Eliminating fatal injuries in mining
Over the past few years, the mining industry has often been heavily criticised for its apparent inability to avoid fatalities among miners. Yet, MICHAEL BRANDT discovered that, in some cases, enormous strides have been taken to protect workers…
Anglo American Thermal Coal Division has implemented safety control programmes that have shown very positive results in reducing fatalities, if not eliminating them completely. “Even one fatality is one too many,” said Philip Fourie, head of safety and sustainable development (SSD) for Anglo American Thermal Coal Division, at the recent Saiosh annual conference in Midrand.
Fourie is a member of the Anglo American International Safety Board and serves as a member of a number of boards governing SSD matters in the mining industry.
“Through some carefully managed programmes, Anglo American Coal has reduced fatalities from 76 in 2000/01 to only two in 2015/16,” said Fourie.
A major change in the traditional labour-intensive mining environment is that it has become much more mechanised. This has reduced the number of miners – Anglo American Coal has almost 9 000 employees, while contractors number over 6 000 giving a total headcount of more than 15 000.These workers have now become exposed to the dangers of working in a highly mechanised environment.
“Traditionally, the most frequent injuries were caused by hazard agents such as tools, equipment, materials, slipping, tripping, falling, hands/fingers being caught or pinched in moving machinery, and falling or flying objects.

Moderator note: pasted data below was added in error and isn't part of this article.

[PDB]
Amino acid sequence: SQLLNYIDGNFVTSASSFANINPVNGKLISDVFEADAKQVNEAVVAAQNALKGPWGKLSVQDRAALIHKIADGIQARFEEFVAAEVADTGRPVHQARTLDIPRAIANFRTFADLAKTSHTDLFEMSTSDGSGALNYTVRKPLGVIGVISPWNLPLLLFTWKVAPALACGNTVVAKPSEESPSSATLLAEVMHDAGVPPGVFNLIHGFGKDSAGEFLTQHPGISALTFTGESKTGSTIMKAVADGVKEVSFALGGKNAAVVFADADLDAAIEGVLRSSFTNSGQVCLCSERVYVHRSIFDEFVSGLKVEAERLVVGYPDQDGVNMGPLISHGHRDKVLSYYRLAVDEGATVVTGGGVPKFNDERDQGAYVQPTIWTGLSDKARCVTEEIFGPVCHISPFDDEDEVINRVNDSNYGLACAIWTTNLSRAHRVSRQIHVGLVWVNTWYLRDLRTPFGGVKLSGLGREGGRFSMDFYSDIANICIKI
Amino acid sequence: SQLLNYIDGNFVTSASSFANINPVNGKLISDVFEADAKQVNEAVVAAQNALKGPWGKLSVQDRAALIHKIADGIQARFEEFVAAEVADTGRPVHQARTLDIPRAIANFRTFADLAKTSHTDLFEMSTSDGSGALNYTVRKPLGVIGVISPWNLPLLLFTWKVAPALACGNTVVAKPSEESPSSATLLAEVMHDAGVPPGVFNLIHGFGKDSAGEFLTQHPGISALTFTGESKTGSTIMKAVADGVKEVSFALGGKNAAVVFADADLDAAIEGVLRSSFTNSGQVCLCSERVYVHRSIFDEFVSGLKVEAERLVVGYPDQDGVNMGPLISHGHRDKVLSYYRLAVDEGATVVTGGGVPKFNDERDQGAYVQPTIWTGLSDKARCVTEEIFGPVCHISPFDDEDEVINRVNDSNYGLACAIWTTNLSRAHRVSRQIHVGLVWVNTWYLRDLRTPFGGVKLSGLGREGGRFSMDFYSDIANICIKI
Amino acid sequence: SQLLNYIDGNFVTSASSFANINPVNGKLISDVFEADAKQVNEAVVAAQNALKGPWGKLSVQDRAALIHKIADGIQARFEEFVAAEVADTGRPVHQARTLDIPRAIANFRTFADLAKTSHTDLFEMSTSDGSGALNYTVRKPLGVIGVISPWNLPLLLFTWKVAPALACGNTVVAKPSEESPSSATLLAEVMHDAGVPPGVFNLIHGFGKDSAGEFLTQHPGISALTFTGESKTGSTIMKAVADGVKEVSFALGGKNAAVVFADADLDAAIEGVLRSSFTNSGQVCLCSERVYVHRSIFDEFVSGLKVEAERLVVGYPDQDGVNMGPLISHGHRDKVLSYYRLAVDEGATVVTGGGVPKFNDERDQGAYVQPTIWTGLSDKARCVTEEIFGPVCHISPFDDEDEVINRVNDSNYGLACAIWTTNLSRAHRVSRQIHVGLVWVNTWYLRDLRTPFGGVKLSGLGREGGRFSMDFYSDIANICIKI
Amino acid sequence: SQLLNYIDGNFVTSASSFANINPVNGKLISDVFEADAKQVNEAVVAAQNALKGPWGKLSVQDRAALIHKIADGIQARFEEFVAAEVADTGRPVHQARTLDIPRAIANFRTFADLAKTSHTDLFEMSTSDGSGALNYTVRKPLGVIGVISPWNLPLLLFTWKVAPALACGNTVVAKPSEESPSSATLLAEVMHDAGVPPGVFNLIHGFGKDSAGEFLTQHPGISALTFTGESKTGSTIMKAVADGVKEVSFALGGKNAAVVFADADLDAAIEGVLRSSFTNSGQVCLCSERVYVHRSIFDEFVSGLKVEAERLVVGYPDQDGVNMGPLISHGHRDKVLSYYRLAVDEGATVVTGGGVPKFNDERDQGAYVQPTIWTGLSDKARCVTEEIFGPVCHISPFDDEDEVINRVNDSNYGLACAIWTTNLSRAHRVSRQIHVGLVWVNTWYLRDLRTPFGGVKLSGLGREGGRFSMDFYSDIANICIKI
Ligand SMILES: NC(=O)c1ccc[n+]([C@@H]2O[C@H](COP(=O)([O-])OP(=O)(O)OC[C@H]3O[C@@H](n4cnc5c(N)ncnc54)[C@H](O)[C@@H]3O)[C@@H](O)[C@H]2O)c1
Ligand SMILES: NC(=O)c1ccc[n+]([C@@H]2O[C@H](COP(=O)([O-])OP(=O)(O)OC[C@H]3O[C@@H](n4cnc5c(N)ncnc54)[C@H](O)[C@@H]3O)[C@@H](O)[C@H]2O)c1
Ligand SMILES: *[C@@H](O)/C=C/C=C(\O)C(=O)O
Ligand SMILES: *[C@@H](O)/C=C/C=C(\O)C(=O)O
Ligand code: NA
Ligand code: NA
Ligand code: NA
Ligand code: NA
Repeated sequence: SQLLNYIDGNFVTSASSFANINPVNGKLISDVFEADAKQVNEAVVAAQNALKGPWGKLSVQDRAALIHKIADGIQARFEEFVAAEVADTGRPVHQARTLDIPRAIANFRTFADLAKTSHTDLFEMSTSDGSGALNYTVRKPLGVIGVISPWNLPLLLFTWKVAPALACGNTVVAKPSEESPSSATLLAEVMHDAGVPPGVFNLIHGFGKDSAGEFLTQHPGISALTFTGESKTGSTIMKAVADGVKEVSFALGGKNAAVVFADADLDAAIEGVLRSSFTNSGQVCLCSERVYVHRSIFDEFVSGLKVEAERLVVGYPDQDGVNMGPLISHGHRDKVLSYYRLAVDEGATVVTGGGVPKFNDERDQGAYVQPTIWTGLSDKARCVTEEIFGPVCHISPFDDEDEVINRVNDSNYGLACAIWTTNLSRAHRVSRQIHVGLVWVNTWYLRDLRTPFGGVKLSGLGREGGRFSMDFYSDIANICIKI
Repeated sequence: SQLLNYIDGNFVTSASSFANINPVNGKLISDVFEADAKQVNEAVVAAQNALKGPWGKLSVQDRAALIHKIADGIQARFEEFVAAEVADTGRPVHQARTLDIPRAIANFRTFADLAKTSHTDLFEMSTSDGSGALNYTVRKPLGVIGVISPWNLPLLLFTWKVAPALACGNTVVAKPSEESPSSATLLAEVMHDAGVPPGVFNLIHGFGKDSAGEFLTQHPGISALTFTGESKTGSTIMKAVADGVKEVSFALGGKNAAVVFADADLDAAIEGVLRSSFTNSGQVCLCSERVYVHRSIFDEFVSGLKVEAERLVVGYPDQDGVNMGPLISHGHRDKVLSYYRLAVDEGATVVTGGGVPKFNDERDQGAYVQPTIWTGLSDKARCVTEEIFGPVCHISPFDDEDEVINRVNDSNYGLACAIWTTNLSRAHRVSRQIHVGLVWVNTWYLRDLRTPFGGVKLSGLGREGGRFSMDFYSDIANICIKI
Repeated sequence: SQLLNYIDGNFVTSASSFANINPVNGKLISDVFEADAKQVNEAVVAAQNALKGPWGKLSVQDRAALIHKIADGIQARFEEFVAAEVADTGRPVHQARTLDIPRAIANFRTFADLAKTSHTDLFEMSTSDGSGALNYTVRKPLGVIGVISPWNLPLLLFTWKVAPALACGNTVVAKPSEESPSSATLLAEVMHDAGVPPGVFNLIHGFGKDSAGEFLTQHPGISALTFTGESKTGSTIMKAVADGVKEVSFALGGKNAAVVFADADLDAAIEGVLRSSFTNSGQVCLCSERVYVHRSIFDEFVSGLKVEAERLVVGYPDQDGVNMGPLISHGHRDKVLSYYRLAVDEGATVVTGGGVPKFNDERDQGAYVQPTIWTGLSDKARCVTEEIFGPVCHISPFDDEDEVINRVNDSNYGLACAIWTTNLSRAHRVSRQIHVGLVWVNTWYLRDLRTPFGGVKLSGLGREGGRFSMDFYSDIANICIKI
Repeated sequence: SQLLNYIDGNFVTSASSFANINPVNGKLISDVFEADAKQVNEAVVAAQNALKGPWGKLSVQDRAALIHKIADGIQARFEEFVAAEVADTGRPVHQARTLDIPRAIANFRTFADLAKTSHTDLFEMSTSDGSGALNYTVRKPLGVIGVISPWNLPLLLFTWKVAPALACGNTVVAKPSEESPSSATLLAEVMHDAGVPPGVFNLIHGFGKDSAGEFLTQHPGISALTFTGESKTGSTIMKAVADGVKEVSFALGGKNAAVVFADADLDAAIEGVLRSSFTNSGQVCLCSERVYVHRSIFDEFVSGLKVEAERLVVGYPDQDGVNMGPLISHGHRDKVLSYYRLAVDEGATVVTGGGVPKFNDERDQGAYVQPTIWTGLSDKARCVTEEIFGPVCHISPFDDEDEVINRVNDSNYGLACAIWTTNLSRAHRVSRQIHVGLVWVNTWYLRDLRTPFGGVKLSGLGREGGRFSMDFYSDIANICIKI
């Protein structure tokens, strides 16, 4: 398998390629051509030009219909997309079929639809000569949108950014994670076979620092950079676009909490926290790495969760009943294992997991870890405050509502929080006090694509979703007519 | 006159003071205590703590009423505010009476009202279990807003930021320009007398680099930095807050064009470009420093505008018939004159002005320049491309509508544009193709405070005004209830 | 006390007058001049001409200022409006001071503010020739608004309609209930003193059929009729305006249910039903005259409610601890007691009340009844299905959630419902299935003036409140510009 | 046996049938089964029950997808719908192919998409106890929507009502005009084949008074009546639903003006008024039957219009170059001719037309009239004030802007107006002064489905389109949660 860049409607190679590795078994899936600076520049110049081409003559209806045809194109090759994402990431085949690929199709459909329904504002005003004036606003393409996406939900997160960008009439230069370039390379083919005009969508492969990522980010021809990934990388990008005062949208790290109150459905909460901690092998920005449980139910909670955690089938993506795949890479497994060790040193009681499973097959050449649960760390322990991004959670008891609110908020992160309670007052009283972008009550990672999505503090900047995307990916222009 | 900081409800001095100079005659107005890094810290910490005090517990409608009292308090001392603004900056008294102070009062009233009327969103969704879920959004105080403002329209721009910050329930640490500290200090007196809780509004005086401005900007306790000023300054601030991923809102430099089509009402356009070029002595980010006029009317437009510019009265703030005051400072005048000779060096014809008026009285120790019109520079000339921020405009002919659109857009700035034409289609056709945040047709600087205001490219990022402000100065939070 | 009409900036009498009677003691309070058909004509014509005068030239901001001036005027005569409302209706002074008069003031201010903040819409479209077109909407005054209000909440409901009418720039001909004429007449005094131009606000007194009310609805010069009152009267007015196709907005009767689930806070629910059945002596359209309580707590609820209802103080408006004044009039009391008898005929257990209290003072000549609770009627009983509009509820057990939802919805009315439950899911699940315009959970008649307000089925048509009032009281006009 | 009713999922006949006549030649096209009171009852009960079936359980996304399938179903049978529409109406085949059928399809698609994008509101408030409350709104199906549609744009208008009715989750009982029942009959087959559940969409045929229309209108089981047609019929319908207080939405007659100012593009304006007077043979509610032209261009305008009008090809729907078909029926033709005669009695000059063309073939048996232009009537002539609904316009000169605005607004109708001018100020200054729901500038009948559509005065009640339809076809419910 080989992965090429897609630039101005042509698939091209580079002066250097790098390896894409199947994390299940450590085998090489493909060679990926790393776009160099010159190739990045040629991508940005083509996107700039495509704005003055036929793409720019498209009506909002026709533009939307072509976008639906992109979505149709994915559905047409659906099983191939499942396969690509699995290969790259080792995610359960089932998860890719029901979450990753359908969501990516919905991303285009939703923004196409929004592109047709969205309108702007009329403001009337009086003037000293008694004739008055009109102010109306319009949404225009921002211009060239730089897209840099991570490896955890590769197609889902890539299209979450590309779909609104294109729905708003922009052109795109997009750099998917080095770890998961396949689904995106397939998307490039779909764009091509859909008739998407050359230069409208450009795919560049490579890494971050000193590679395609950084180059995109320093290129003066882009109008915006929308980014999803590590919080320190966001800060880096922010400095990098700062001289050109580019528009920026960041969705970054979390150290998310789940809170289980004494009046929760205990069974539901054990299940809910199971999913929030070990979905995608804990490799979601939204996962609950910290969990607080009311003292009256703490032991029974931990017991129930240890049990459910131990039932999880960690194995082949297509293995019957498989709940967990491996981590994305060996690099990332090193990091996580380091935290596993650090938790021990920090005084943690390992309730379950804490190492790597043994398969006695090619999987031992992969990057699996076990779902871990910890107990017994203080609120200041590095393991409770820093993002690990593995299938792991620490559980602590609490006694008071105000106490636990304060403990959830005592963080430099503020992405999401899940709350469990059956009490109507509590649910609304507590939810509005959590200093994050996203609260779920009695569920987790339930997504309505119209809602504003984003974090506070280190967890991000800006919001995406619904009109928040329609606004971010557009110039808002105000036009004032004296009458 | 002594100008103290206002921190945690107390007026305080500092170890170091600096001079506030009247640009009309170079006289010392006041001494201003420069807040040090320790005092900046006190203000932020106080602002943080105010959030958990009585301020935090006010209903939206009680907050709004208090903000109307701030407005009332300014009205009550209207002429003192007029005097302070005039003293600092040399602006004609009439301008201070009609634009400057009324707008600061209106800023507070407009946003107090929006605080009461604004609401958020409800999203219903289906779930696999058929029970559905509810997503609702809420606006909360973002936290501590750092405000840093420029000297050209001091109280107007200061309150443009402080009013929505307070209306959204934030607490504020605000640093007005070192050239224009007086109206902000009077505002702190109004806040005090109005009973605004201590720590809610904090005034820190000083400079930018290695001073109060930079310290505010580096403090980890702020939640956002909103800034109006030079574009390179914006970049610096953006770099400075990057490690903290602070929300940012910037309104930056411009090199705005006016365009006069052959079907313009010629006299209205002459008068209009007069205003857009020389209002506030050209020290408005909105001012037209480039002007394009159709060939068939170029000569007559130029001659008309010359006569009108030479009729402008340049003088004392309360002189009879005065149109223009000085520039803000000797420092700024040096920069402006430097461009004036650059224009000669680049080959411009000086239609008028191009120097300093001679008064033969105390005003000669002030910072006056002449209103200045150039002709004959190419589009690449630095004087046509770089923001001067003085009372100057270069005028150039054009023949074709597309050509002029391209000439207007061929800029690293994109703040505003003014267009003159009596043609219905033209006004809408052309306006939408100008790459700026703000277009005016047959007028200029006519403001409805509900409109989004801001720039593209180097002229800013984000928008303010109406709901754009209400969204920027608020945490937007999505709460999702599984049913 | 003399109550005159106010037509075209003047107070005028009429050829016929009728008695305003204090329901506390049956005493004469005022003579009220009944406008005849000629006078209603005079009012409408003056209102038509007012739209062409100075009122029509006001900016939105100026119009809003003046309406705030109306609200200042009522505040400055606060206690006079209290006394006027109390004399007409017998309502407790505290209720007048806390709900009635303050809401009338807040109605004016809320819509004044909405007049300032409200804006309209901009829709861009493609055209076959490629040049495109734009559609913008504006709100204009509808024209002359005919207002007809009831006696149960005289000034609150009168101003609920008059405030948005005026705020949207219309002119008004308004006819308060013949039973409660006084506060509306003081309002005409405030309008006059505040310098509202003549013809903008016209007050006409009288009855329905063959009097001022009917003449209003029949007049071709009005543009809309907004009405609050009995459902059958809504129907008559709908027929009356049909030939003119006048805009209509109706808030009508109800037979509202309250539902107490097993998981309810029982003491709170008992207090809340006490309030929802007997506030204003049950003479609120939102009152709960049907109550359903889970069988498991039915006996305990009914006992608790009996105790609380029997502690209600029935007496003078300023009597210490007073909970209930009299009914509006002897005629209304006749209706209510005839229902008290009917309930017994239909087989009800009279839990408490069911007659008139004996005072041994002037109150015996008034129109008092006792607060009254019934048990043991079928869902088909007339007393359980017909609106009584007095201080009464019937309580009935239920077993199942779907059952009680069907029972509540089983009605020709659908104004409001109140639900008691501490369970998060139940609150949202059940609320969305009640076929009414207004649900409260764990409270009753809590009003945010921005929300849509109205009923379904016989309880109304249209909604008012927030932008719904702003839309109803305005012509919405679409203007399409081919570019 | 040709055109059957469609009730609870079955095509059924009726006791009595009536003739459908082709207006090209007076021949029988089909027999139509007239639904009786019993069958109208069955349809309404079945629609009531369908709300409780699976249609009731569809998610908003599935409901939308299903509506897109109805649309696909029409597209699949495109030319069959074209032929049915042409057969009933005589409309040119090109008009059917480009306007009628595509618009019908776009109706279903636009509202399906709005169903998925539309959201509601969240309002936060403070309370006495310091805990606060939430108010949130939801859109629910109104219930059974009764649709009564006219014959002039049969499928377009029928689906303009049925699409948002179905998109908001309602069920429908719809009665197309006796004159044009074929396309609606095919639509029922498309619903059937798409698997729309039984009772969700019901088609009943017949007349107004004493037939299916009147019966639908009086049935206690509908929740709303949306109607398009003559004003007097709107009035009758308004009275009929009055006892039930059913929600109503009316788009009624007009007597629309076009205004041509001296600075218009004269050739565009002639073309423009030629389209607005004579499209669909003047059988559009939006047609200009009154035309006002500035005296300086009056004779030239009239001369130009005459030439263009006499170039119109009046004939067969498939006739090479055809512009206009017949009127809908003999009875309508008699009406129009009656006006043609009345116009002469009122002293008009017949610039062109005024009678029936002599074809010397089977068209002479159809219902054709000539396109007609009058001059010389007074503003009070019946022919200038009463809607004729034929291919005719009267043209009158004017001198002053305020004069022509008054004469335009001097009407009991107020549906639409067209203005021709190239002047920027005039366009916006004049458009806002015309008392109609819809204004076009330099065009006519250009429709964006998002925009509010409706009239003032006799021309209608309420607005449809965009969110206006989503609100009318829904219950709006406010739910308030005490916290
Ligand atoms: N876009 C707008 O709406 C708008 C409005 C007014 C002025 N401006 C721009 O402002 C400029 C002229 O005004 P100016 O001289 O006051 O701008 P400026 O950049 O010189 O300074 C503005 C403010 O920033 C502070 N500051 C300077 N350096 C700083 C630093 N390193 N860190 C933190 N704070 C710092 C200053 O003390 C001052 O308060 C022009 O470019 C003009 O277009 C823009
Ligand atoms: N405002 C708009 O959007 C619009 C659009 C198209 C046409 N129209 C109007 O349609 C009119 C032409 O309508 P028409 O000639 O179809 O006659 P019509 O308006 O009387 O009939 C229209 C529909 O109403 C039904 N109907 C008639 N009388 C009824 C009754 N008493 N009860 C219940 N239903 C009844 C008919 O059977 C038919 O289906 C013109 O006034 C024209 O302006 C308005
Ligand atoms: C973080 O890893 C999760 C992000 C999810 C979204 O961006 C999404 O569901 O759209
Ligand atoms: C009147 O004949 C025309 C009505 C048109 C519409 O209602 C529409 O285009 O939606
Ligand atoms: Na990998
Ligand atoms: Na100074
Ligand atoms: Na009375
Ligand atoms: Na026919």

As a result, safety attention was focused in these areas. The fatalities were, however, caused by electrical accidents, fires, explosions, fall-of-ground and transportation-related incidents,” said Fourie.
On closer examination, it became clear that a new focus was required to overcome fatalities – it required a new mindset.
A number of safety programmes were introduced over the years, but the most significant – and effective – was the Fatality Elimination Framework introduced in 2013. With leadership focus and endorsement, this programme created a strong, determined and very visible focus on high-level risk management.
“The risk-management approach received much attention and was examined in detail. It became clear that change management was also required, including detailed processes, tools and techniques focusing on high-level risks, as well as routine and non-routine task planning,” said Fourie.
Technology would be brought in to support the framework. One example was a large investment in sensor systems installed on moving machinery and vehicles. If a worker approached the machine, it would slow down. If the worker moved too close, the machine would stop or shut down.
“Another new approach was to encourage managers and supervisors to leave their desks and inspect the work areas to identify potential risk situations and create control procedures,” said Fourie.
“This included entering into discussions with the on-the-ground workers to understand the problems and dangers they faced on a daily basis. We call that ‘listening to the voice of experience’. The results have been very positive in making the workplace a safer place,” he added.
Another aspect of this approach was to encourage management to develop a preoccupation with failure and to “worry constantly”, as well as to match that to a determination to detect, or anticipate, potential failures or dangers. This developed an ability to minimise the impact of unexpected events.
So, it would appear that some members of the mining community are taking their ”protector” role seriously indeed.